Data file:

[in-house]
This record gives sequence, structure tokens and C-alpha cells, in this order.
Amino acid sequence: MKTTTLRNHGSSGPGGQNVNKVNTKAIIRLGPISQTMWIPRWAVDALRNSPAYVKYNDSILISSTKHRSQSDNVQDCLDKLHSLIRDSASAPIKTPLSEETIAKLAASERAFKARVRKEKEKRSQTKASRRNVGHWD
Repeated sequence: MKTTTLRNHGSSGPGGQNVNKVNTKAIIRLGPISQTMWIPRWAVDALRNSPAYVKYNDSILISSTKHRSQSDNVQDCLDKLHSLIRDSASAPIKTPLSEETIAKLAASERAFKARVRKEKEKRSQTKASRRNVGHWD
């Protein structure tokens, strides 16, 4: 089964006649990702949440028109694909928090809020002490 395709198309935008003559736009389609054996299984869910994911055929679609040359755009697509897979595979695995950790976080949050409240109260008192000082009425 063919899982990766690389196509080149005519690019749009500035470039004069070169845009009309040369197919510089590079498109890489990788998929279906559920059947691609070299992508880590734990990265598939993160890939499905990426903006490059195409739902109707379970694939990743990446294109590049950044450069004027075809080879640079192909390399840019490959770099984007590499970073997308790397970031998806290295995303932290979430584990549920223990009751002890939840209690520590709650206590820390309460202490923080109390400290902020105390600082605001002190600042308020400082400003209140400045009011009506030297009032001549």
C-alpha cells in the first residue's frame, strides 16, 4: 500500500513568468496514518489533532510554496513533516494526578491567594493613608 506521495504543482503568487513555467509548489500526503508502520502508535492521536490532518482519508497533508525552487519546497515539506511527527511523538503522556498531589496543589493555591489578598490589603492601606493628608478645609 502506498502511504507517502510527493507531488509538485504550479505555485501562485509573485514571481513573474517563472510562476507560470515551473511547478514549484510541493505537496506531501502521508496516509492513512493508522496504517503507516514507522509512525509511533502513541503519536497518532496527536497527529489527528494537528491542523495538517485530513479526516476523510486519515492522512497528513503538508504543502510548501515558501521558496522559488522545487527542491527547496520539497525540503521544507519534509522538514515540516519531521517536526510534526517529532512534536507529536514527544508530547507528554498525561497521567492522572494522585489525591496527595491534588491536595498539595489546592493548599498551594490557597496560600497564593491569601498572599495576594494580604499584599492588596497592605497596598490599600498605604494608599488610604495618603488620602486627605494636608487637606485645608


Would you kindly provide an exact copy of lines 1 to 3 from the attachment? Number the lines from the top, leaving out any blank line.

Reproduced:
[in-house]
This record gives sequence, structure tokens and C-alpha cells, in this order.
Amino acid sequence: MKTTTLRNHGSSGPGGQNVNKVNTKAIIRLGPISQTMWIPRWAVDALRNSPAYVKYNDSILISSTKHRSQSDNVQDCLDKLHSLIRDSASAPIKTPLSEETIAKLAASERAFKARVRKEKEKRSQTKASRRNVGHWD